Kure Atoll was discovered in 1823 by Captain Benjamin Morrell, Jr. of the schooner Tartar, who claimed Kure to have an abundance of sea turtles and sea elephants. In 1827 the Russian ship Moller, under Captain Stanikowitch re-discovered the atoll. Later, it gained the reputation of being the shipwreck isle because numerous ships ran aground on the reefs at Kure, and crews were stranded on the atoll for up to nine months at a time, eating monk seals, turtles, and seabirds to survive while they constructed smaller craft to make the long passage back to the settled Main Hawaiian Islands. On September 20, 1886, the ship Waialeale arrived at Kure and James Boyd took possession of the island in the name of King Kaläkaua and the Hawaiian Kingdom. The ship's crew built a shack and left provisions and water tanks for shipwrecked sailors. In 1894 the island was leased for guano mining, but no mining was ever done. Kure Atoll was acquired by the United States as part of the Territory of Hawaii on July 7, 1898. In 1909, President Theodore Roosevelt made Kure part of the Hawaiian Islands Bird Reservation, reserving the atoll for the Department of Agriculture as a preserve for native birds.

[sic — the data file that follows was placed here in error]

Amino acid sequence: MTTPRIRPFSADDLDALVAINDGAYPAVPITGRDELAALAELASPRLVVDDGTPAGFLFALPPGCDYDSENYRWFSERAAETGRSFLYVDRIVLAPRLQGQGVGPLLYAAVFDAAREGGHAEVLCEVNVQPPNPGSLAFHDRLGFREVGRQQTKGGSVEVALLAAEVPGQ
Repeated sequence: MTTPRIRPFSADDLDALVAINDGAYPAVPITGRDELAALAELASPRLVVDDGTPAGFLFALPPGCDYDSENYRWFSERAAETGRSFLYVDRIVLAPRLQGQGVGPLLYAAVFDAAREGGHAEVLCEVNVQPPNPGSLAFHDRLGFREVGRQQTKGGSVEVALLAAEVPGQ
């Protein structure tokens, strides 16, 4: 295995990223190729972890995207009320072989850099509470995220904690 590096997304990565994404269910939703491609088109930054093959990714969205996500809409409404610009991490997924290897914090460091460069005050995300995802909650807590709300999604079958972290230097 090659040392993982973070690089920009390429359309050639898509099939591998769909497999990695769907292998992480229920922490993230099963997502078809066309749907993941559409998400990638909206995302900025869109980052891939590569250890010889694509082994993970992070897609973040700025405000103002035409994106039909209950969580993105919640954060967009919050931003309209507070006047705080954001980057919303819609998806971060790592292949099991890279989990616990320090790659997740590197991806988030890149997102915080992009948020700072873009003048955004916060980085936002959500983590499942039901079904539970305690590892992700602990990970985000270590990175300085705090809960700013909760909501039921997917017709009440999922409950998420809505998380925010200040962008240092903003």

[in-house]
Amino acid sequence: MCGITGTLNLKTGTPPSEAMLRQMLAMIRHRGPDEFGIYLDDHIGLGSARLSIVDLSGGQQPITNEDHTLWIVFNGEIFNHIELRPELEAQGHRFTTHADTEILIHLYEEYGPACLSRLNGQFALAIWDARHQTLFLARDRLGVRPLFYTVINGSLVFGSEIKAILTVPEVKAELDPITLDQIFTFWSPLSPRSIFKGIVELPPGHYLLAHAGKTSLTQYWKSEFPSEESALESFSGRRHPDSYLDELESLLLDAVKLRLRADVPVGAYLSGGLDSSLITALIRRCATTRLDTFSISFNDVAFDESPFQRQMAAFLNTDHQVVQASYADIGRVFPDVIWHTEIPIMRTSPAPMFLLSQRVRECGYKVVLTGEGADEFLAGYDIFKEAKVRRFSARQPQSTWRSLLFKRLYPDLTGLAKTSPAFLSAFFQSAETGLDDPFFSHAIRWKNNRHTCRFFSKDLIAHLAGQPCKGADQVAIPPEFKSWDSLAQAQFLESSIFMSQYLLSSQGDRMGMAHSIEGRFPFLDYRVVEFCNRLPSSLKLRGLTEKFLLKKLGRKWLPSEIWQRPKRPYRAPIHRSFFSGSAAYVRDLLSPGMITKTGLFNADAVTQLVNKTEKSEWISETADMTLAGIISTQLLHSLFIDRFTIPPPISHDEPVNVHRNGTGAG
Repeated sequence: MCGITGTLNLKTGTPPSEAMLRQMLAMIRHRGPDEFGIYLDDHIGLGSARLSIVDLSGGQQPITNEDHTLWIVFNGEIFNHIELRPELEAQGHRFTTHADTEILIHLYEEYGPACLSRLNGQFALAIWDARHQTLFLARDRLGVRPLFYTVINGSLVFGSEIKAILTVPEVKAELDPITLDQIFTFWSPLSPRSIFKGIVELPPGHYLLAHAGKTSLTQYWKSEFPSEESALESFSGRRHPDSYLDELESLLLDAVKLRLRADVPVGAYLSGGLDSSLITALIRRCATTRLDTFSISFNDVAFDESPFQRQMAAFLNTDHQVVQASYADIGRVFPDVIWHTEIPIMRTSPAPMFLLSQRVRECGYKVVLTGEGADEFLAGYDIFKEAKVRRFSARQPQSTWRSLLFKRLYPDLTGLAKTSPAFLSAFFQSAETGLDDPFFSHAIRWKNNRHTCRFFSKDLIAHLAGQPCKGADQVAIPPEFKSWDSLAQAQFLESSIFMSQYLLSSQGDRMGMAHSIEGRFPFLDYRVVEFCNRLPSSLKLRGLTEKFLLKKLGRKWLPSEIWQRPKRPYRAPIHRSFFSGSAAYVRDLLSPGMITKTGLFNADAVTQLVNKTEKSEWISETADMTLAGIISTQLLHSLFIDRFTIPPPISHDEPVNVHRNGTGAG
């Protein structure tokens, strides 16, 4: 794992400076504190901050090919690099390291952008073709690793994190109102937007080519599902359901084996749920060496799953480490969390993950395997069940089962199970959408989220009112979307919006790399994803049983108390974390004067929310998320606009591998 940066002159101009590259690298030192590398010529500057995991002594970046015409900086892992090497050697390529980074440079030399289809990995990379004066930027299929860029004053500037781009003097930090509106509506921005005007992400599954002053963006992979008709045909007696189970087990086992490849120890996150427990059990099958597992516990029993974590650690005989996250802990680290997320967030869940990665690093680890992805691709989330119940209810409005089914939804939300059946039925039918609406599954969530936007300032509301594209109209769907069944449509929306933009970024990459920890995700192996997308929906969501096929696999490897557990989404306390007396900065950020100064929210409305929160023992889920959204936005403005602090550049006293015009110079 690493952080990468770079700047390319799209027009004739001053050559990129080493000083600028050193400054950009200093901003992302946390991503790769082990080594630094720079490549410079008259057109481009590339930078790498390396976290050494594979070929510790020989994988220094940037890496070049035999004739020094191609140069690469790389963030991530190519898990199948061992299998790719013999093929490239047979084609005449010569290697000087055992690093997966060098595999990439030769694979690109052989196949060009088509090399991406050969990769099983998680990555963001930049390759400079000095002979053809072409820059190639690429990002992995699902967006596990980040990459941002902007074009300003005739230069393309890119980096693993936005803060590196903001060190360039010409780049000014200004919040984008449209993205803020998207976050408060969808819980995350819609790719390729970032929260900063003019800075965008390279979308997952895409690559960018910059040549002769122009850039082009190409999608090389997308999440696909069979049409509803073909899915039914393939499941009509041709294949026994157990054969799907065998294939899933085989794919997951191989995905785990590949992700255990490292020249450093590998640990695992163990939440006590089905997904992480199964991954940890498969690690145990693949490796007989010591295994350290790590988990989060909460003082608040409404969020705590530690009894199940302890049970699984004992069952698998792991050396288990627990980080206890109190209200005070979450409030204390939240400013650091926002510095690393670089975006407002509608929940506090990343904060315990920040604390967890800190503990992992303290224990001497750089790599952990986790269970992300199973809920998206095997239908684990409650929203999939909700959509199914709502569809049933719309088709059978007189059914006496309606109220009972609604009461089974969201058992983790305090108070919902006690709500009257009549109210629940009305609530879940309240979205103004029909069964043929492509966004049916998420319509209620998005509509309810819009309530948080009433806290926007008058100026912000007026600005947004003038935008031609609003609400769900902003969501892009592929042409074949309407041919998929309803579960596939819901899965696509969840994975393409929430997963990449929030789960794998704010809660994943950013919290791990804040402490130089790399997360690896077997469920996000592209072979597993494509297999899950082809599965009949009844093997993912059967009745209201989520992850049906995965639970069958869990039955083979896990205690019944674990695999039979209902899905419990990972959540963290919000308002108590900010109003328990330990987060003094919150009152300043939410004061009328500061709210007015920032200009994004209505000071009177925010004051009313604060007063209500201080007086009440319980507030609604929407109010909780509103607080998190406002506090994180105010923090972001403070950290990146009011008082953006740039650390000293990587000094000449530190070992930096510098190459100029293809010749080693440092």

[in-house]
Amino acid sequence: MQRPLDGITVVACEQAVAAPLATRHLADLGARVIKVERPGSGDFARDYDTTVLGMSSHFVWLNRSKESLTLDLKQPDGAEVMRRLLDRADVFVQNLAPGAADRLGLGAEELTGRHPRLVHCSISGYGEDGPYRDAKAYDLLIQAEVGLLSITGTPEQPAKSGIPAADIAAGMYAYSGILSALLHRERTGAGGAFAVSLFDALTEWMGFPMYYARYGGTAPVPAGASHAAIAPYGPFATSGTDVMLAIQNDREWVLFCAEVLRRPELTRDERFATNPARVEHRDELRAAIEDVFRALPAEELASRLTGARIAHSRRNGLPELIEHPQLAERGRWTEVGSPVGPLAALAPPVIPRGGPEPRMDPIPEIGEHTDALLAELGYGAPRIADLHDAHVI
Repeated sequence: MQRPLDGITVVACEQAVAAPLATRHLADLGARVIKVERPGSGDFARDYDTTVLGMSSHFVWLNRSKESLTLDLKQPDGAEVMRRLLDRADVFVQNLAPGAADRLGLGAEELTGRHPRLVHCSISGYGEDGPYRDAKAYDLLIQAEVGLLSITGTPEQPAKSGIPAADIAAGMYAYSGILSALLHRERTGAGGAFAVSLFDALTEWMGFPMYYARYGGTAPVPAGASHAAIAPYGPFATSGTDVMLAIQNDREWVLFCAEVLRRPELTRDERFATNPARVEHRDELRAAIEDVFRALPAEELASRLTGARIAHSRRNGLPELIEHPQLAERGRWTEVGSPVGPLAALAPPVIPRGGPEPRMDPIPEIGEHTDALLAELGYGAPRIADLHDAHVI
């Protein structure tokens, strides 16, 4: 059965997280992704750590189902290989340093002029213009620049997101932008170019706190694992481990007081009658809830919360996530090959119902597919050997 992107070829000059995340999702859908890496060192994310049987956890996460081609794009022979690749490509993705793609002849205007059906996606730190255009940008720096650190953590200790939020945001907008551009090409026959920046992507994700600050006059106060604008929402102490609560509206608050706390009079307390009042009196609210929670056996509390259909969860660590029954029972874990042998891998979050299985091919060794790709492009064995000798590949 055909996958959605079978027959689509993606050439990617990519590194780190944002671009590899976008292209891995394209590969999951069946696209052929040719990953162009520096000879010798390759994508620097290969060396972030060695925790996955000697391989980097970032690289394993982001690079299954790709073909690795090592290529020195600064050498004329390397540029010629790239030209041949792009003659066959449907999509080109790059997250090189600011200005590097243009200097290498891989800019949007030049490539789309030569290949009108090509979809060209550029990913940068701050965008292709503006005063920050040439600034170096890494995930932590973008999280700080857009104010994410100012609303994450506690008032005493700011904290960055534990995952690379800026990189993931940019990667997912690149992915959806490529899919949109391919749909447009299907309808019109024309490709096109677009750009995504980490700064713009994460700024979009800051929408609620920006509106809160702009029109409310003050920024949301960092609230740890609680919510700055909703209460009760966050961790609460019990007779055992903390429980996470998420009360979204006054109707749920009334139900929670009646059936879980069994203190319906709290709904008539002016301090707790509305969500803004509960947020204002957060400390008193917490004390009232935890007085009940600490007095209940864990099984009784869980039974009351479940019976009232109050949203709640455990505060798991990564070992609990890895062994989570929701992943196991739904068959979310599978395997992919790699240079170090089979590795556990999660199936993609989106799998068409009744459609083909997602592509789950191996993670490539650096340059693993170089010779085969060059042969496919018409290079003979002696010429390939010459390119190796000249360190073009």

The ancient name of Kure Atoll is Kanemiloha`i, which refers to the brother of Pele. He was left on this island as a guard when Pele came to Hawaii from Kahiki. When he re-discovered it in 1837, Capt. Stanikowitch it "Cure Island" to honor a Russian navigator.